In the present document, which has human work as its main theme, it is right to confirm all the effort with which the Church's teaching has striven and continues to strive always to ensure the priority of work and, thereby, man's character as a subject in social life and, especially, in the dynamic structure of the whole economic process. From this point of view the position of "rigid" capitalism continues to remain unacceptable, namely the position that defends the exclusive right to private ownership of the means of production as an untouchable "dogma" of economic life. The principle of respect for work demands that this right should undergo a constructive revision, both in theory and in practice. If it is true that capital, as the whole of the means of production, is at the same time the product of the work of generations, it is equally true that capital is being unceasingly created through the work done with the help of all these means of production, and these means can be seen as a great workbench at which the present generation of workers is working day after day. Obviously we are dealing here with different kinds of work, not only so-called manual labour but also the many forms of intellectual work, including white-collar work and management.
In the light of the above, the many proposals put forward by experts in Catholic social teaching and by the highest Magisterium of the Church take on special significance23: proposals for joint ownership of the means of work, sharing by the workers in the management and/or profits of businesses, so-called shareholding by labour, etc. Whether these various proposals can or cannot be applied concretely, it is clear that recognition of the proper position of labour and the worker in the production process demands various adaptations in the sphere of the right to ownership of the means of production. This is so not only in view of older situations but also, first and foremost, in view of the whole of the situation and the problems in the second half of the present century with regard to the so-called Third World and the various new independent countries that have arisen, especially in Africa but elsewhere as well, in place of the colonial territories of the past.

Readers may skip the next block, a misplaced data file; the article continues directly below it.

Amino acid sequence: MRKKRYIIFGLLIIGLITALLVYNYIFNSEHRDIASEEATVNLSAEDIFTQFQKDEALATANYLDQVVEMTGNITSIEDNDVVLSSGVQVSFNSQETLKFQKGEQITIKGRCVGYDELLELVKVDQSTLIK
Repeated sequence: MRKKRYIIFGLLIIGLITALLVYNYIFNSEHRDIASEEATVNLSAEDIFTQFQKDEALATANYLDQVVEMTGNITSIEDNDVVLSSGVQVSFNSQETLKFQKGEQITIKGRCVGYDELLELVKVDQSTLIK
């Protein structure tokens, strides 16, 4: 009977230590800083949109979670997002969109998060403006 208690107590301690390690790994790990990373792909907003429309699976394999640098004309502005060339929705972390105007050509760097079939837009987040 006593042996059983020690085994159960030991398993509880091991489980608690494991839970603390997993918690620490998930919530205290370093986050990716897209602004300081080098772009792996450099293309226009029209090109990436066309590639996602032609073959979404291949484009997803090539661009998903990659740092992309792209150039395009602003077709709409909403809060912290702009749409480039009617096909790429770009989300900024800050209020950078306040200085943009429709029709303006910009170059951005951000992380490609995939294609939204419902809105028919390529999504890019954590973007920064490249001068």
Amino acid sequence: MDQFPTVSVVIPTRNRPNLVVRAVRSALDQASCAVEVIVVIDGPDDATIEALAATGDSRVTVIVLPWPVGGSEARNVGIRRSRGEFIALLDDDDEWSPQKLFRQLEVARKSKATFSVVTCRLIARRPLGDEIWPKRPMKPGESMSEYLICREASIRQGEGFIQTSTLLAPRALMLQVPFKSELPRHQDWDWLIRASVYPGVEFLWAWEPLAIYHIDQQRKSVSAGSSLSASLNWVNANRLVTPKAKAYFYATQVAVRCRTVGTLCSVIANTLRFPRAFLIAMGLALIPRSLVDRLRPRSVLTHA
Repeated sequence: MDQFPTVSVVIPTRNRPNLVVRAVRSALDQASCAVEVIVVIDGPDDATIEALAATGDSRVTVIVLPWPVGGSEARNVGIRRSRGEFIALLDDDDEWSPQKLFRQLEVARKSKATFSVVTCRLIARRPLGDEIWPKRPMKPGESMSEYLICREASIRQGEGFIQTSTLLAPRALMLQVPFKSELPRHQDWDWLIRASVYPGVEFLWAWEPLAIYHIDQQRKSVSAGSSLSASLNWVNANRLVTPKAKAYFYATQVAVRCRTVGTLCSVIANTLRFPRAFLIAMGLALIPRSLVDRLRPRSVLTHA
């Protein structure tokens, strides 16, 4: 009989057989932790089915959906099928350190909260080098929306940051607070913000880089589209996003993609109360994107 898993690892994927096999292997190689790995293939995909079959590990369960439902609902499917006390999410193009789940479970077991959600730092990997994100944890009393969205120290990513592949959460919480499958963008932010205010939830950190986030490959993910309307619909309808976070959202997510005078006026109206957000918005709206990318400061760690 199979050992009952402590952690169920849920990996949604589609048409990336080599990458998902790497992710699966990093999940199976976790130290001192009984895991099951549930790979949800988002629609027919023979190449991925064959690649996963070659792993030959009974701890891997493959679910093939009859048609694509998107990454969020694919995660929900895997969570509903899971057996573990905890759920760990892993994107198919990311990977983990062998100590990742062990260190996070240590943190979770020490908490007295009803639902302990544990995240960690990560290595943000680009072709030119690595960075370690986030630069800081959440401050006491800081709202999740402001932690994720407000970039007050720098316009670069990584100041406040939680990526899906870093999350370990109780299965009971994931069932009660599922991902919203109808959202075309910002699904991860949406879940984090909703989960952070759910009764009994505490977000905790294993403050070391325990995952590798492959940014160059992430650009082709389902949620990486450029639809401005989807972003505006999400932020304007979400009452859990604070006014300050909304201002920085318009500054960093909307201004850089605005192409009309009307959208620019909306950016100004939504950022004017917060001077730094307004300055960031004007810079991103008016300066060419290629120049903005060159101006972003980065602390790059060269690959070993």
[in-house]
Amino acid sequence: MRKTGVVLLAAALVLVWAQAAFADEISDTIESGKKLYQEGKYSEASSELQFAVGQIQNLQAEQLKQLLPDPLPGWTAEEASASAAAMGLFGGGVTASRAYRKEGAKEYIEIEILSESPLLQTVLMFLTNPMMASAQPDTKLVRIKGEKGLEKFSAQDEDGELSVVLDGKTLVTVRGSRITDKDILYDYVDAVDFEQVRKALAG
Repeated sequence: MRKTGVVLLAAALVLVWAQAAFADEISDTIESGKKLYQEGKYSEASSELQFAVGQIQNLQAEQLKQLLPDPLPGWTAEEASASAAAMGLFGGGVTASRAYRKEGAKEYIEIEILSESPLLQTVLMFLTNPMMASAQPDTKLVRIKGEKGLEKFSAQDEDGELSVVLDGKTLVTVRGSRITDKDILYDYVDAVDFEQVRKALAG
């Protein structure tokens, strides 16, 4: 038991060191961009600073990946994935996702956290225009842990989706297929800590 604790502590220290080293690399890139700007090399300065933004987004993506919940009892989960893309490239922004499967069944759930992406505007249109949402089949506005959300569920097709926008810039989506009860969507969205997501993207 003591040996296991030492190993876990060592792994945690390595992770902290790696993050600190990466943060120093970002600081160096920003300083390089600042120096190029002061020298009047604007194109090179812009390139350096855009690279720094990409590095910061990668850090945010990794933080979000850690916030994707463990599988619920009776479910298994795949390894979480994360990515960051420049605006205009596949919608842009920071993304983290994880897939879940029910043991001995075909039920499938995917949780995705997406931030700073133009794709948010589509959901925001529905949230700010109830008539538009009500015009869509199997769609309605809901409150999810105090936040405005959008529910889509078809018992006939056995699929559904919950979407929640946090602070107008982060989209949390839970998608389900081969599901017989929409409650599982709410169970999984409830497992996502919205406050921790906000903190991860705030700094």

Therefore, while the position of "rigid" capitalism must undergo continual revision, in order to be reformed from the point of view of human rights, both human rights in the widest sense and those linked with man's work, it must be stated that, from the same point of view, these many deeply desired reforms cannot be achieved by an a priori elimination of private ownership of the means of production. For it must be noted that merely taking these means of production (capital) out of the hands of their private owners is not enough to ensure their satisfactory socialization. They cease to be the property of a certain social group, namely the private owners, and become the property of organized society, coming under the administration and direct control of another group of people, namely those who, though not owning them, from the fact of exercising power in society manage them on the level of the whole national or the local economy.
This group in authority may carry out its task satisfactorily from the point of view of the priority of labour; but it may also carry it out badly by claiming for itself a monopoly of the administration and disposal of the means of production and not refraining even from offending basic human rights. Thus, merely converting the means of production into State property in the collectivist system is by no means equivalent to "socializing" that property. We can speak of socializing only when the subject character of society is ensured, that is to say, when on the basis of his work each person is fully entitled to consider himself a part-owner of the great workbench at which he is working with every one else. A way towards that goal could be found by associating labour with the ownership of capital, as far as possible, and by producing a wide range of intermediate bodies with economic, social and cultural purposes; they would be bodies enjoying real autonomy with regard to the public powers, pursuing their specific aims in honest collaboration with each other and in subordination to the demands of the common good, and they would be living communities both in form and in substance, in the sense that the members of each body would be looked upon and treated as persons and encouraged to take an active part in the life of the body24.